Self-cleaning technology from Mars can keep terrestrial solar panels dust free

Aug 22, 2010
Researchers have developed technology for large-scale solar power installations to self-clean. Credit: US Air Force

Find dusting those tables and dressers a chore or a bore? Dread washing the windows? Imagine keeping dust and grime off objects spread out over an area of 25 to 50 football fields. That's the problem facing companies that deploy large-scale solar power installations, and scientists today presented the development of one solution -- self-dusting solar panels -- based on technology developed for space missions to Mars.

In a report at the 240th National Meeting of the American Chemical Society (ACS), they described how a self-cleaning on the surface of could increase the efficiency of producing electricity from sunlight and reduce maintenance costs for large-scale solar installations.

"We think our self-cleaning panels used in areas of high dust and particulate pollutant concentrations will highly benefit the systems' solar energy output," study leader Malay K. Mazumder, Ph.D. said. "Our technology can be used in both small- and large-scale photovoltaic systems. To our knowledge, this is the only technology for automatic dust cleaning that doesn't require water or mechanical movement."

Mazumder, who is with Boston University, said the need for that technology is growing with the popularity of solar energy. Use of solar, or photovoltaic, panels increased by 50 percent from 2003 to 2008, and forecasts suggest a growth rate of at least 25 percent annually into the future. Fostering the growth, he said, is emphasis on and society-wide concerns about sustainability (using resources today in ways that do not jeopardize the ability of future generations to meet their needs).

Large-scale solar installations already exist in the United States, Spain, Germany, the Middle East, Australia, and India. These installations usually are located in sun-drenched desert areas where dry weather and winds sweep dust into the air and deposit it onto the surface of solar panel. Just like grime on a household window, that dust reduces the amount of light that can enter the business part of the solar panel, decreasing the amount of electricity produced. Clean water tends to be scarce in these areas, making it expensive to clean the solar panels.

"A dust layer of one-seventh of an ounce per square yard decreases solar power conversion by 40 percent," Mazumder explains. "In Arizona, dust is deposited each month at about 4 times that amount. Deposition rates are even higher in the Middle East, Australia, and India."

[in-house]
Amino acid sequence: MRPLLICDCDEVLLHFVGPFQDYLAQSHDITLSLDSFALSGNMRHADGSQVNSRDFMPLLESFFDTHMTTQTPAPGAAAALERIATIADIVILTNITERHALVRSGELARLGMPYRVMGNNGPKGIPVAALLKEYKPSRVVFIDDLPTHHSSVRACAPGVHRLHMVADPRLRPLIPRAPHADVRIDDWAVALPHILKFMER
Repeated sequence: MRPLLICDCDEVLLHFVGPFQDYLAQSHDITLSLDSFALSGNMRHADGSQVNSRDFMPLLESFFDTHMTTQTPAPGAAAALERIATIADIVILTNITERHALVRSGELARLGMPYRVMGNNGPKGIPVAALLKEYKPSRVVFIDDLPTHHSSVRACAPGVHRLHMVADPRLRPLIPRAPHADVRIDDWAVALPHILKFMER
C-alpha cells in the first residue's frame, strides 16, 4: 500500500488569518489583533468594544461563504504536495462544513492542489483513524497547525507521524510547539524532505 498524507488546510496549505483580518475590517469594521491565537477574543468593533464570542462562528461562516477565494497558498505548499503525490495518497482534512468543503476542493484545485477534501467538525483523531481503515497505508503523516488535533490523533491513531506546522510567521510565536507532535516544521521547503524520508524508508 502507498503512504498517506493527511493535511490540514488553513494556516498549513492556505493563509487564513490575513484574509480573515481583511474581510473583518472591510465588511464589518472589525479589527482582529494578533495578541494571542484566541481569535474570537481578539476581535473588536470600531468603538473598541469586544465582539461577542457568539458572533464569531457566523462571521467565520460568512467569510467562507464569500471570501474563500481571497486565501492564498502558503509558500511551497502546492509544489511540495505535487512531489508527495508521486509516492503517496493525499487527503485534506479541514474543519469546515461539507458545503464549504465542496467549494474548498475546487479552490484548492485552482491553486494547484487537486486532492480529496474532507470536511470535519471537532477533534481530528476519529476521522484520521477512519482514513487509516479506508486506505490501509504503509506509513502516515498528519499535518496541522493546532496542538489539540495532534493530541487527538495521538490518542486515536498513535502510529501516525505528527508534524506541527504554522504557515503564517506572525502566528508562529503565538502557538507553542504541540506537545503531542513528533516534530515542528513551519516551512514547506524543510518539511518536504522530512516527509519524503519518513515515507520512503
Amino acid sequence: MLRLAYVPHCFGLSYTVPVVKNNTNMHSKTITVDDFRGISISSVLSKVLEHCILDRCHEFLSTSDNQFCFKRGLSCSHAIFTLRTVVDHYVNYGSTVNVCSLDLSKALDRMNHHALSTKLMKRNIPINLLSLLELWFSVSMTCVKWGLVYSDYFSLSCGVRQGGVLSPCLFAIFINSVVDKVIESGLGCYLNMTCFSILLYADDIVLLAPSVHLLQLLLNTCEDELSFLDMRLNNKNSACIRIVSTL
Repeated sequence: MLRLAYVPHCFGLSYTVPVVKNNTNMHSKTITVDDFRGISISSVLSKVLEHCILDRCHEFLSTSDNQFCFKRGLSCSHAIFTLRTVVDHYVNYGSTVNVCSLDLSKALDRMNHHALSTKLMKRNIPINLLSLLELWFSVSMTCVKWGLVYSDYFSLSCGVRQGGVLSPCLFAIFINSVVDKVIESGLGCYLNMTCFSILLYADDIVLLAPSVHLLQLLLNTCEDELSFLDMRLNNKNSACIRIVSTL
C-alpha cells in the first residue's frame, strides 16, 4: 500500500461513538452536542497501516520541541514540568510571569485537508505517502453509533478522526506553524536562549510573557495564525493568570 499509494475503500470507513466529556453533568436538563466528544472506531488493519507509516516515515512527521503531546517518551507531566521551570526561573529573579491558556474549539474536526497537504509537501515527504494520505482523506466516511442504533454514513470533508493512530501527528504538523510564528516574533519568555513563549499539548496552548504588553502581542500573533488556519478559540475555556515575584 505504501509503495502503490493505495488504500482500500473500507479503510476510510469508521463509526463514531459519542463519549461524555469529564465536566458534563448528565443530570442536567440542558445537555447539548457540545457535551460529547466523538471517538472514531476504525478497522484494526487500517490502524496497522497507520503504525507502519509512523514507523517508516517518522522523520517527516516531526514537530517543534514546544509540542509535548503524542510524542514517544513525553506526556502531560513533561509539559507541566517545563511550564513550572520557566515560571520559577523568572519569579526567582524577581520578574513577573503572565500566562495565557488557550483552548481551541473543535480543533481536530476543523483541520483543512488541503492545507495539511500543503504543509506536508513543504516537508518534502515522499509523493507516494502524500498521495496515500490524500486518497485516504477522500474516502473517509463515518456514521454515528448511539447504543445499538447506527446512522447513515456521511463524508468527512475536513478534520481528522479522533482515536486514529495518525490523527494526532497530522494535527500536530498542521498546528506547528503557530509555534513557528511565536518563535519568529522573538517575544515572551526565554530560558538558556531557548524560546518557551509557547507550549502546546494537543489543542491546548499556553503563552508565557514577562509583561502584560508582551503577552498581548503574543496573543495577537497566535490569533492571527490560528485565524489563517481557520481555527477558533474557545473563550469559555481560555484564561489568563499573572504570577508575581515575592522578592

Working with NASA, Mazumder and colleagues initially developed the self-cleaning solar panel technology for use in lunar and Mars missions. "Mars of course is a dusty and dry environment," Mazumder said, "and solar panels powering rovers and future manned and robotic missions must not succumb to dust deposition. But neither should the solar panels here on Earth."

The self-cleaning technology involves deposition of a transparent, electrically sensitive material deposited on glass or a transparent plastic sheet covering the panels. Sensors monitor dust levels on the surface of the panel and energize the material when dust concentration reaches a critical level. The electric charge sends a dust-repelling wave cascading over the surface of the material, lifting away the dust and transporting it off of the screen's edges.

Mazumder said that within two minutes, the process removes about 90 percent of the deposited on a solar panel and requires only a small amount of the electricity generated by the panel for cleaning operations.

The current market size for solar panels is about $24 billion, Mazumder said. "Less than 0.04 percent of global energy production is derived from , but if only four percent of the world's deserts were dedicated to solar power harvesting, our energy needs could be completely met worldwide. This self-cleaning technology can play an important role."

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User comments : 5

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Shootist
2 / 5 (8) Aug 22, 2010
All the wind and solar power, combined into a continent wide virtual power plant; the guaranteed output of which, will always be small.
ereneon
4.6 / 5 (11) Aug 22, 2010
Great example of the space program paying off in the civilian world yet again.
James007E
3 / 5 (2) Aug 22, 2010
Why Mars, The Moon is closer to earth.

wrack
5 / 5 (1) Aug 22, 2010
There are no sand storms on moon!
Parsec
3 / 5 (2) Aug 23, 2010
All the wind and solar power, combined into a continent wide virtual power plant; the guaranteed output of which, will always be small.

Really? Always? As usual Shootist, your imagination and math skills are impressively tiny. Advances like the ones in the article, combined with rapid decreases in solar cell cost, combined with large capacity liquid electrode batteries or salt phase thermal storage can indeed provide a huge part of our energy requirements. I suspect wind will max out at less than 10-15% of the overall contribution, but thats not a shabby amount of power.